As we kick off yet another great Black History Month, we are thrilled to officially introduce you to the The Stripes’ new website! After months of hard work from our executive board, content staff, and production team, we are very happy to present this new platform. We sincerely hope you enjoy the opportunity to engage to with our content in new and exciting ways.
In addition to launching our new interface, The Stripes has decided to kicked-off Black History Month by featuring a number of new pieces. Our pieces range from comments about the current political climate, to to the importance of love and family. We are very fortunate to have a passionate and engaging group of writers contributing to The Stripes this semester. So, check out our newest content here and when you’re done, let us know your thoughts via Facebook, Twitter, or email at firstname.lastname@example.org. We really do want to hear what you have to say so keep on commenting, sharing, and engaging with our pieces.
If you still can’t get enough of The Stripes, feel free to look back on some of our favorite Black History Month pieces:
Ferguson’s Role In Black History Month: Check out a discussion of Ferguson, and the Black Lives Matter Movement here, written right in the midst of city and campus protests worldwide.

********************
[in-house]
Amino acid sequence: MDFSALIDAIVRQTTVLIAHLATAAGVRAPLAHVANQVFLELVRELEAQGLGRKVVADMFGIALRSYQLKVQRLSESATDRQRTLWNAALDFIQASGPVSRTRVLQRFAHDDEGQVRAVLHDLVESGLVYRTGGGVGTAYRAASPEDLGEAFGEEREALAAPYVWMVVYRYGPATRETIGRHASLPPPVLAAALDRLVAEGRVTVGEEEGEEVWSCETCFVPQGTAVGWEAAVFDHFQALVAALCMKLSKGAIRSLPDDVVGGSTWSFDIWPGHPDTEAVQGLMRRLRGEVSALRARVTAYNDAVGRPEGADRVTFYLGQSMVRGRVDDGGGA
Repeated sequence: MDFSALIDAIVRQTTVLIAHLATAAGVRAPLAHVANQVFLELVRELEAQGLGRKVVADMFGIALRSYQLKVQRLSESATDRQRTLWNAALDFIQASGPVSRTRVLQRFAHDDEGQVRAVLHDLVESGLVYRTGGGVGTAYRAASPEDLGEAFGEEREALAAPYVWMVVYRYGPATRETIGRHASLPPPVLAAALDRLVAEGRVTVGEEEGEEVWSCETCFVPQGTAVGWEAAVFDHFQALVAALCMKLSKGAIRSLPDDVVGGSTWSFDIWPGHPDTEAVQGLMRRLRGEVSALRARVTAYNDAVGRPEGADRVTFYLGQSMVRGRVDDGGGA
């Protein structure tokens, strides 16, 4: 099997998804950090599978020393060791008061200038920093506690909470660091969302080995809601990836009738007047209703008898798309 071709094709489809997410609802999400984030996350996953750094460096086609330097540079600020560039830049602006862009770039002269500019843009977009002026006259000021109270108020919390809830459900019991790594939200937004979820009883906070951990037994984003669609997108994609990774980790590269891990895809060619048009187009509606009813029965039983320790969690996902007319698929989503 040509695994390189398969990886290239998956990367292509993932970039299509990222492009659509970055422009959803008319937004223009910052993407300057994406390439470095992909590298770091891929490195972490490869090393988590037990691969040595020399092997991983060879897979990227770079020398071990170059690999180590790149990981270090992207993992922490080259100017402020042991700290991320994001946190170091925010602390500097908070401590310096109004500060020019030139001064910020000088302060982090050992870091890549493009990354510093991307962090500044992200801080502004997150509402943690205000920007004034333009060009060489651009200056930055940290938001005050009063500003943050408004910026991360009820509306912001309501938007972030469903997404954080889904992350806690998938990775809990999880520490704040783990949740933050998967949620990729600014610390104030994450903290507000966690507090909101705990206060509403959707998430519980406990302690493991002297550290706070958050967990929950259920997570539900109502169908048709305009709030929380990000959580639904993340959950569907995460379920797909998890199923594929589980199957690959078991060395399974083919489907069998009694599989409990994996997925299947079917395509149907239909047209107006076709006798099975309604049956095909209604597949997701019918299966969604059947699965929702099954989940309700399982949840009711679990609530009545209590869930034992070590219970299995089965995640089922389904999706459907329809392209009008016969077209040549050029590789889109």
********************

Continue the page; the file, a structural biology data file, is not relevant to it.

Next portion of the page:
“This is a fear I have not only for myself but also for the Princeton community and society at large. I am afraid. I am afraid that people will stop thinking about Ferguson because it is easy to do so—because, to many, it is simply no longer news worthy of coverage.”
Black Women’s Lives Matter Too: Read a piece on the oft forgotten narrative of black women in the story of social justice movements here.
“At those same protests in which activists, young and old, highlight the deaths of Black men, I always notice one lone and audacious woman holding up a sign with the names of murdered Black girls and women penned on it.”
Why Does America Need A Black History Month?: Take a look at the argument presented here for why a Black History Month is needed in America, now more than ever.
“American children, especially descendants of the Diaspora, are not given adequate instruction on, not just American History, but specifically Black History. We don’t spend too much time on slavery because it is supposedly too depressing or traumatic for young children, and when we do, the focus is mostly on the impact on the economy, not necessarily the evils of the institution itself and its lasting legacy.”
Finally, we want to extend a special thank you to everyone that has helped up during this crazy period of transition for The Stripes. We could not have come this far without the assistance and support of countless individuals. As they say, it takes a village. So, with that we welcome you to The Stripes new home. As always, we appreciate the time and attention you all give to our work. If you have any comments, questions or concerns please don’t hesitate to reach out to us at email@example.com.
Cierra Robson and Lauren Richardson